Open day defeat for United: 5 things we learned

1. The manager needs to spend, spend, spend

Louis van Gaal had injuries to deal with yesterday, sure. But had he and Ed Woodward managed to sign the players that were needed in midfield and defence, then he wouldn’t have had such a selection headache. United have three very capable centre-backs in Chris Smalling, Jonny Evans and Phil Jones but, with the inability to sign another player or two for those positions and the insistence on starting with his favoured formation it unfortunately requires all three to be fit at one time. This, as United fans have seen over the past few years, is something that is nigh-on impossible. Two centre-backs, a utility player and a top class midfielder are required if the club are to have ambitions of competing in Europe’s premier competition next season.

2. Chicharito and Marouane Fellaini’s days at the club are numbered

As soon as the static figure of Javier Hernandez was removed at half time, United began to look menacing again. This mirrored a lot of what has gone on in past seasons. The Mexican is capable of wonderful things, but a Manchester United first team starter he is not. The introduction of Fellaini for debutant Ander Herrera was something that should have sparked the next stage of the comeback but United lost the edge they had and Swansea went on to get their winner. Fellaini can be a very effective player when used correctly but bringing him on for Ander meant that United lost the cool but urgent passing that the Spaniard brings to midfield. Van Gaal is obviously keen to give every player in the squad chances, but both Hernandez and Fellaini are at the top of a list of players that many United fans want to see the back of.

3. 3-5-2 may not be the formation for these kinds of games

The new in vogue formation for this season appears to be the one that Van Gaal started with yesterday but are three players needed in central defence when the opposition is playing with a single pacey forward? With all due respect to Swansea City, they were never going to cause the kind of troubles for United that required five defenders when the away side attack. This left a veritable hole in United’s forward line when counter-attacking. The 3-5-2 formation was most effective against better teams at the World Cup. Of the four best sides that Holland faced at the World Cup three were dispatched with consummate ease whilst in the other, the semi-final against Argentina, the Dutch were arguably the better side. Contrast that with their games against Australia, Mexico and Costa Rica where they struggled and you can see why United’s performance improved when the shackles of that system were thrown off.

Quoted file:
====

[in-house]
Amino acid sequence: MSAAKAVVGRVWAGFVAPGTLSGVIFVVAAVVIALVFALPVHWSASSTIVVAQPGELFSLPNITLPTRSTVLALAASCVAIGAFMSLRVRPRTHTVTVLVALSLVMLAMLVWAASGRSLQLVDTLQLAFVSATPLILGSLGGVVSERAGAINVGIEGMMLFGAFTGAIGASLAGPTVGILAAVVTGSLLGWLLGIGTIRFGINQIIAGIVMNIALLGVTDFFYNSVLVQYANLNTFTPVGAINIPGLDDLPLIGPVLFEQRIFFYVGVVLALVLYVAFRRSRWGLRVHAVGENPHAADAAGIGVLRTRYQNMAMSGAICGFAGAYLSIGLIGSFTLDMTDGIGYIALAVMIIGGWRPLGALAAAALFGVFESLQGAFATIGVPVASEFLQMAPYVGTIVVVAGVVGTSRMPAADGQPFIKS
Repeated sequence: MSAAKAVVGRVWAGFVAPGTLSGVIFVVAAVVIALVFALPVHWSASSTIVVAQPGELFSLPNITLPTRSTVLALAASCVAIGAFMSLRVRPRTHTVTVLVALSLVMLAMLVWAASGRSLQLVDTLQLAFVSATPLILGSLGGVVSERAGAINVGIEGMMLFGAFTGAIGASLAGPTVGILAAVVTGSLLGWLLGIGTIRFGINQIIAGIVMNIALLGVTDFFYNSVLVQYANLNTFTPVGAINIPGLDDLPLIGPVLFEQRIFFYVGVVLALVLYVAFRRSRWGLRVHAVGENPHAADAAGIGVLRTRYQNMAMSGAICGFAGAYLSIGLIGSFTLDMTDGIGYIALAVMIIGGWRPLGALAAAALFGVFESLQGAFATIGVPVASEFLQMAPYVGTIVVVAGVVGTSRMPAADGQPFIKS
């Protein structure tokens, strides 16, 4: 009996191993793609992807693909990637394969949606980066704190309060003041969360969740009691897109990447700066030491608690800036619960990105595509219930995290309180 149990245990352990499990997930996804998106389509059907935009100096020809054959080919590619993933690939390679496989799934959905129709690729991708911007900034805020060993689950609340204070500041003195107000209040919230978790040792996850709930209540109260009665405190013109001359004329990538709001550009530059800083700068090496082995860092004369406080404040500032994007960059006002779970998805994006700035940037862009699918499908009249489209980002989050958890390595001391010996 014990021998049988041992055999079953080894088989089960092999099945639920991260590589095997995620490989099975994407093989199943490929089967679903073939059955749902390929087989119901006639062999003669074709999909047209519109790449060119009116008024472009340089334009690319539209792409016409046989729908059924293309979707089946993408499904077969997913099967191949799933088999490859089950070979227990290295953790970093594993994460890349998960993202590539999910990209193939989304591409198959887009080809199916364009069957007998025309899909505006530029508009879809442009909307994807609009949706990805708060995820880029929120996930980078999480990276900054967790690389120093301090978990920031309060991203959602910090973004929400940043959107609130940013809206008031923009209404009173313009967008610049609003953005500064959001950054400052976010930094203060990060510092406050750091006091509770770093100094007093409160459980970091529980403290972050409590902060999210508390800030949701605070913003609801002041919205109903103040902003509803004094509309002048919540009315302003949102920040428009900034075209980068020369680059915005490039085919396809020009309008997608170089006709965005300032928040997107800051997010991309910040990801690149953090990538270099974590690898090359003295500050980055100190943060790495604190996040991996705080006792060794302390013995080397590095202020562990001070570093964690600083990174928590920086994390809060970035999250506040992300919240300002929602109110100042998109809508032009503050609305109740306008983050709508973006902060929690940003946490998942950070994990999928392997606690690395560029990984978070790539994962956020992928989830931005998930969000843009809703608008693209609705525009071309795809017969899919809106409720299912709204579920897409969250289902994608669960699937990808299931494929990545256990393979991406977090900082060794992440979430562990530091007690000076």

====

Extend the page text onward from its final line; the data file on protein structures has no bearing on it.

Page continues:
4. The urgency after half-time was promising

One thing that rarely happened last season under David Moyes was the kind of response straight after half time that we saw yesterday. Sure, Moyes’ era had its comebacks but it was rare that United kicked into gear so soon after the restart. Take the game against Fulham. United went down to a first half goal but didn’t find the equaliser and goal that put them in front until the final ten minutes. Van Gaal’s message before the game was simple and one of calm but, you’d imagine, that the Dutchman was more inclined to give the team a lashing with the ‘hairdryer treatment’ that Sir Alex Ferguson was famed for at the interval. This showed with the quicker tempo with which United began the second half.

5. Optimism may need to give way to realism

Even the most pessimistic United fan before kick-off would’ve expected United to lay down a marker for the new season and show that they are more than capable of finishing in the league’s top four. Whilst yesterday’s result should be put into context due to the injuries and lethargy that the squad has suffered with over the close season, we perhaps need to be a little more realistic about United’s chances of finishing in the Champions League places this season. With appropriate investment the squad should be nailed on to finish there but, with the lack of movement in the transfer market, ambitions may need to be re-evaluated. Time will tell.

More Stories Ed Woodward Javier Hernandez Louis van Gaal Manchester United Marouane Fellaini Swansea City